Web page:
The Trump administration is reportedly expected to loosen restrictions on the U.S. military’s ability to employ landmines in the coming days, reversing an Obama-era policy that banned the production, stockpiling, or use of anti-personnel landmines. Such landmines were intended to kill or maim when someone steps on them, and they have been reportedly banned by more than 160 countries. The Obama policy adhered to the 1997 Ottawa Convention, which is an international agreement that prohibited the use, stockpiling, production, and transfer of anti-personnel landmines. The Obama administration said at the time that the U.S. “shares the humanitarian goals” of the convention. Trump is expected to rescind the 2014 order and delegate landmine policy to the secretary of defense. The decision reportedly came after a Pentagon review launched in 2017 by then-Secretary of Defense Jim Mattis, who determined that the ban of landmines “increased risk to mission success” and could increase the risk of U.S. personnel casualties.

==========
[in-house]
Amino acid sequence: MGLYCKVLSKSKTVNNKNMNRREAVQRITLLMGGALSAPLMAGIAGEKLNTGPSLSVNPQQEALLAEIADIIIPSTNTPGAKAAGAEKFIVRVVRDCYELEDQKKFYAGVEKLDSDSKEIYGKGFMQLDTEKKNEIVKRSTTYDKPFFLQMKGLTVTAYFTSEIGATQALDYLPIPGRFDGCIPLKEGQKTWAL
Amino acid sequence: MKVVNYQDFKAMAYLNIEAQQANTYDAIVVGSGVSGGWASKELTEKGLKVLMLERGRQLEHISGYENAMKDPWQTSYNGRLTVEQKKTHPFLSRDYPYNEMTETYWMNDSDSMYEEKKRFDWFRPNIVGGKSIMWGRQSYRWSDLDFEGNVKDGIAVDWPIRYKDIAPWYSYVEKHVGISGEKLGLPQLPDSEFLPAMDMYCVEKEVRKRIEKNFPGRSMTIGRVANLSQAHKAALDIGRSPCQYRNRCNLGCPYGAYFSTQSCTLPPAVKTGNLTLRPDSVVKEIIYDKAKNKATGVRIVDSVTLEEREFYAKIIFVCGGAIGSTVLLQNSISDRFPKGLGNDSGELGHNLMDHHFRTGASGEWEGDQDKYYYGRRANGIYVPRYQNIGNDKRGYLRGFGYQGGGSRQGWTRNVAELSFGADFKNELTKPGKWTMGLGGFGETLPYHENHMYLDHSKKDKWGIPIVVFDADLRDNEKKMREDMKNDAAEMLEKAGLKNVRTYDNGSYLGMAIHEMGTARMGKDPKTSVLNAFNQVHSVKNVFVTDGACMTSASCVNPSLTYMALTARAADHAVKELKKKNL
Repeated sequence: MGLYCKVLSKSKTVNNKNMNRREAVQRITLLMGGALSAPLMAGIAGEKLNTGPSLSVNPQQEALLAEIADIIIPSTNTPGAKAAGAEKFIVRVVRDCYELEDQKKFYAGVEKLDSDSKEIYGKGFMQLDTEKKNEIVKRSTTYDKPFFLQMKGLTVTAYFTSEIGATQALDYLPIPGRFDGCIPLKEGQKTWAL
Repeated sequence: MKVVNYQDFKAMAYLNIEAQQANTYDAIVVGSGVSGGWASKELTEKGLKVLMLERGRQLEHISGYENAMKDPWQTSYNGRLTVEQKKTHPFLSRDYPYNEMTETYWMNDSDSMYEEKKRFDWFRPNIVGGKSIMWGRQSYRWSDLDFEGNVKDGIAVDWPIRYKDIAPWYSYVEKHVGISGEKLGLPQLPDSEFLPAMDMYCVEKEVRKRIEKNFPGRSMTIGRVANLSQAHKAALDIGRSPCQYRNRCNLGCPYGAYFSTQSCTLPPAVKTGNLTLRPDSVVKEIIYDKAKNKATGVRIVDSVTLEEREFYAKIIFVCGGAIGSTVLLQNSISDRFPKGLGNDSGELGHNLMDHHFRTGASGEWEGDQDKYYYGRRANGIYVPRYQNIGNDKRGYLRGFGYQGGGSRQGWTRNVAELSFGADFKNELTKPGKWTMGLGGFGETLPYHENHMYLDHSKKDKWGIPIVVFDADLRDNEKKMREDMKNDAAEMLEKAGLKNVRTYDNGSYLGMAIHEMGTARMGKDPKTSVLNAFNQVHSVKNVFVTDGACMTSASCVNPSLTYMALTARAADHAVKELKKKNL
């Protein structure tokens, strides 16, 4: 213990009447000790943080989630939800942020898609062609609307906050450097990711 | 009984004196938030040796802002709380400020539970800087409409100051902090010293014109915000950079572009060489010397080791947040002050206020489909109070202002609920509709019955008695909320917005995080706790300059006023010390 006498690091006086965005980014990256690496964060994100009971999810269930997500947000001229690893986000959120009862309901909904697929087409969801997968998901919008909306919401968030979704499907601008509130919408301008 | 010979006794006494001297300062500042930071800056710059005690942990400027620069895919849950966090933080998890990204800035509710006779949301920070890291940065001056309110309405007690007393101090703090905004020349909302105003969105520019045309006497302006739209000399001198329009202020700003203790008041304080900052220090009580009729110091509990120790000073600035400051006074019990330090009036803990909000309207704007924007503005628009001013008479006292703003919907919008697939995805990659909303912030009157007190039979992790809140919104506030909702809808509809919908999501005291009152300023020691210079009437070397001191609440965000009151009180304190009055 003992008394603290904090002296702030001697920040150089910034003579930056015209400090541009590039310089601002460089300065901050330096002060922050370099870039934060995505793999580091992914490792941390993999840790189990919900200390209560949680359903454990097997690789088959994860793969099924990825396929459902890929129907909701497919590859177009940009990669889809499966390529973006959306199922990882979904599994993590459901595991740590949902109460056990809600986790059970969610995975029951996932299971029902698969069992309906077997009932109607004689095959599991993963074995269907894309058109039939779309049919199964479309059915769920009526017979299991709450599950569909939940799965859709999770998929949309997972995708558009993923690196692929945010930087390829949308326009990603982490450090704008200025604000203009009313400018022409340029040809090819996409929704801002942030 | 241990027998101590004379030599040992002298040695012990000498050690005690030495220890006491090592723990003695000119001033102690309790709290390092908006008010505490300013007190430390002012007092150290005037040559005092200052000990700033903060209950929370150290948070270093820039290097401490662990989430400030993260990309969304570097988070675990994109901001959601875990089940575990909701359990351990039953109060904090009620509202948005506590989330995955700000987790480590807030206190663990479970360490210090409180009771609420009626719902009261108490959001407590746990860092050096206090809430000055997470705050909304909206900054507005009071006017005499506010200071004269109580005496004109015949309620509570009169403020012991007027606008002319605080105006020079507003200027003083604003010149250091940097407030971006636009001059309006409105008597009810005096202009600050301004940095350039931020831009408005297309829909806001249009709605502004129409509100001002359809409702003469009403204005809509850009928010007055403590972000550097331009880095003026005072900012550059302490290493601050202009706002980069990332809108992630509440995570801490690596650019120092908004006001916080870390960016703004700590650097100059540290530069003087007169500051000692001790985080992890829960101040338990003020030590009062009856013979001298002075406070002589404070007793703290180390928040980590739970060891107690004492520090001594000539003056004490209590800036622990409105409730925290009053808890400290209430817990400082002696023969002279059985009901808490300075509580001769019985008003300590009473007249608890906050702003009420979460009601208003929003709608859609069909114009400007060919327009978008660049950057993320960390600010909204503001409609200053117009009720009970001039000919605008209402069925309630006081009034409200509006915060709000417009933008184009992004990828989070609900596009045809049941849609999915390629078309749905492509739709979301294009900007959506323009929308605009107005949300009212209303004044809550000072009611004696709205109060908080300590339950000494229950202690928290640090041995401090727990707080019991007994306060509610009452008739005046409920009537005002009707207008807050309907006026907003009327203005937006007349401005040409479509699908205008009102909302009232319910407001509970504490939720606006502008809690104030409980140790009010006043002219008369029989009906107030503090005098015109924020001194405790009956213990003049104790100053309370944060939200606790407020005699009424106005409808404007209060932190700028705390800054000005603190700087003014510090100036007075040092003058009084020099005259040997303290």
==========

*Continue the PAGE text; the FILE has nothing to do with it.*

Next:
The Pentagon-recommended policy will reportedly allow the operational use of landmines only if they have a 30-day self-destruction or self-deactivation feature designed to help prevent civilian casualties. The development and production of landmines will reportedly only be permitted if they have these features. According to the Landmine Monitor, a non-government organization, more than 130,000 casualties have resulted from landmines from 1999-2018.